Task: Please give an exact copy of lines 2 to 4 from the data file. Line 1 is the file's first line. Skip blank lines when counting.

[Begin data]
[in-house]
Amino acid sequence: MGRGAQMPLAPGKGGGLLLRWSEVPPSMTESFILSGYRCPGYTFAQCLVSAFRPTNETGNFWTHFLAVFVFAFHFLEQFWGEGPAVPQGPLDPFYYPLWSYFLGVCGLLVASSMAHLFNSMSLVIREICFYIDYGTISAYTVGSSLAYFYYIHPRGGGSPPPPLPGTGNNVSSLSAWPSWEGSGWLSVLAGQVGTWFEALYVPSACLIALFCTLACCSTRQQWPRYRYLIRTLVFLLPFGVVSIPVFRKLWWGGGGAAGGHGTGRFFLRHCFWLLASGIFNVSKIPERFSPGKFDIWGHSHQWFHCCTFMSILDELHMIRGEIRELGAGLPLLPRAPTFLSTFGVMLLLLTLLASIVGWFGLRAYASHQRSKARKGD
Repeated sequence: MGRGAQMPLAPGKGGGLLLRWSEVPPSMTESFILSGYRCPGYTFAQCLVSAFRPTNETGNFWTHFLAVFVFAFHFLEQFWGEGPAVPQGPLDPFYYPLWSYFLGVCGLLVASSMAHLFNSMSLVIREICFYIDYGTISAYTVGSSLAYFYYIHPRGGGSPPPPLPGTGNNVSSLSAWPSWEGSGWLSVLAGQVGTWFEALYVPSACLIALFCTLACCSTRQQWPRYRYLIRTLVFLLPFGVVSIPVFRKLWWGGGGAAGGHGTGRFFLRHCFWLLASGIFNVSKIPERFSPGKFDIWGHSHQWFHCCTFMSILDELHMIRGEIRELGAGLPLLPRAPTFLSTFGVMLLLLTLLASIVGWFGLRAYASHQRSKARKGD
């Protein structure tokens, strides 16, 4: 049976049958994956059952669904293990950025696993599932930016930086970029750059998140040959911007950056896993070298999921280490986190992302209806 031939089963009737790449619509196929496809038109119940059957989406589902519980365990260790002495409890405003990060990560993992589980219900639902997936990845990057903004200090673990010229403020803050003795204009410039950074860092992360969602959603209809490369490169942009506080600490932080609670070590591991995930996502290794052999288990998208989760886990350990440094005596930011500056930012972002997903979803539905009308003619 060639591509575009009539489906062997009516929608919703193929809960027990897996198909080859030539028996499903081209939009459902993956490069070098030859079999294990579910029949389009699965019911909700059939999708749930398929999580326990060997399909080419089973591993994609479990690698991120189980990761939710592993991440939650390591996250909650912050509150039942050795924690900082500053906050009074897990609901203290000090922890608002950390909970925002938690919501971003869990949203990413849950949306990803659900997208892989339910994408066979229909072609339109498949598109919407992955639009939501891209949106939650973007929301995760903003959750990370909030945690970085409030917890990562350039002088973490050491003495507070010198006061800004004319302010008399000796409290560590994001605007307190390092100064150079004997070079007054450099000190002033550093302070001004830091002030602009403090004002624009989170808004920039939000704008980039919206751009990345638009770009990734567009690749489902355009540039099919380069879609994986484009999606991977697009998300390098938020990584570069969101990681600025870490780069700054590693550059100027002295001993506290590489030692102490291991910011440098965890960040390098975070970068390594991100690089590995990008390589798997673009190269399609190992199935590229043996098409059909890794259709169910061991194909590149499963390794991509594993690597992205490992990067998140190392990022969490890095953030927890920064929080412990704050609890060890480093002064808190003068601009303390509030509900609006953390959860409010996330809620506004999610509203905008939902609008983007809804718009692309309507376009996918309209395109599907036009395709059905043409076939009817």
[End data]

Amino acid sequence: MGRGAQMPLAPGKGGGLLLRWSEVPPSMTESFILSGYRCPGYTFAQCLVSAFRPTNETGNFWTHFLAVFVFAFHFLEQFWGEGPAVPQGPLDPFYYPLWSYFLGVCGLLVASSMAHLFNSMSLVIREICFYIDYGTISAYTVGSSLAYFYYIHPRGGGSPPPPLPGTGNNVSSLSAWPSWEGSGWLSVLAGQVGTWFEALYVPSACLIALFCTLACCSTRQQWPRYRYLIRTLVFLLPFGVVSIPVFRKLWWGGGGAAGGHGTGRFFLRHCFWLLASGIFNVSKIPERFSPGKFDIWGHSHQWFHCCTFMSILDELHMIRGEIRELGAGLPLLPRAPTFLSTFGVMLLLLTLLASIVGWFGLRAYASHQRSKARKGD
Repeated sequence: MGRGAQMPLAPGKGGGLLLRWSEVPPSMTESFILSGYRCPGYTFAQCLVSAFRPTNETGNFWTHFLAVFVFAFHFLEQFWGEGPAVPQGPLDPFYYPLWSYFLGVCGLLVASSMAHLFNSMSLVIREICFYIDYGTISAYTVGSSLAYFYYIHPRGGGSPPPPLPGTGNNVSSLSAWPSWEGSGWLSVLAGQVGTWFEALYVPSACLIALFCTLACCSTRQQWPRYRYLIRTLVFLLPFGVVSIPVFRKLWWGGGGAAGGHGTGRFFLRHCFWLLASGIFNVSKIPERFSPGKFDIWGHSHQWFHCCTFMSILDELHMIRGEIRELGAGLPLLPRAPTFLSTFGVMLLLLTLLASIVGWFGLRAYASHQRSKARKGD
């Protein structure tokens, strides 16, 4: 049976049958994956059952669904293990950025696993599932930016930086970029750059998140040959911007950056896993070298999921280490986190992302209806 031939089963009737790449619509196929496809038109119940059957989406589902519980365990260790002495409890405003990060990560993992589980219900639902997936990845990057903004200090673990010229403020803050003795204009410039950074860092992360969602959603209809490369490169942009506080600490932080609670070590591991995930996502290794052999288990998208989760886990350990440094005596930011500056930012972002997903979803539905009308003619 060639591509575009009539489906062997009516929608919703193929809960027990897996198909080859030539028996499903081209939009459902993956490069070098030859079999294990579910029949389009699965019911909700059939999708749930398929999580326990060997399909080419089973591993994609479990690698991120189980990761939710592993991440939650390591996250909650912050509150039942050795924690900082500053906050009074897990609901203290000090922890608002950390909970925002938690919501971003869990949203990413849950949306990803659900997208892989339910994408066979229909072609339109498949598109919407992955639009939501891209949106939650973007929301995760903003959750990370909030945690970085409030917890990562350039002088973490050491003495507070010198006061800004004319302010008399000796409290560590994001605007307190390092100064150079004997070079007054450099000190002033550093302070001004830091002030602009403090004002624009989170808004920039939000704008980039919206751009990345638009770009990734567009690749489902355009540039099919380069879609994986484009999606991977697009998300390098938020990584570069969101990681600025870490780069700054590693550059100027002295001993506290590489030692102490291991910011440098965890960040390098975070970068390594991100690089590995990008390589798997673009190269399609190992199935590229043996098409059909890794259709169910061991194909590149499963390794991509594993690597992205490992990067998140190392990022969490890095953030927890920064929080412990704050609890060890480093002064808190003068601009303390509030509900609006953390959860409010996330809620506004999610509203905008939902609008983007809804718009692309309507376009996918309209395109599907036009395709059905043409076939009817």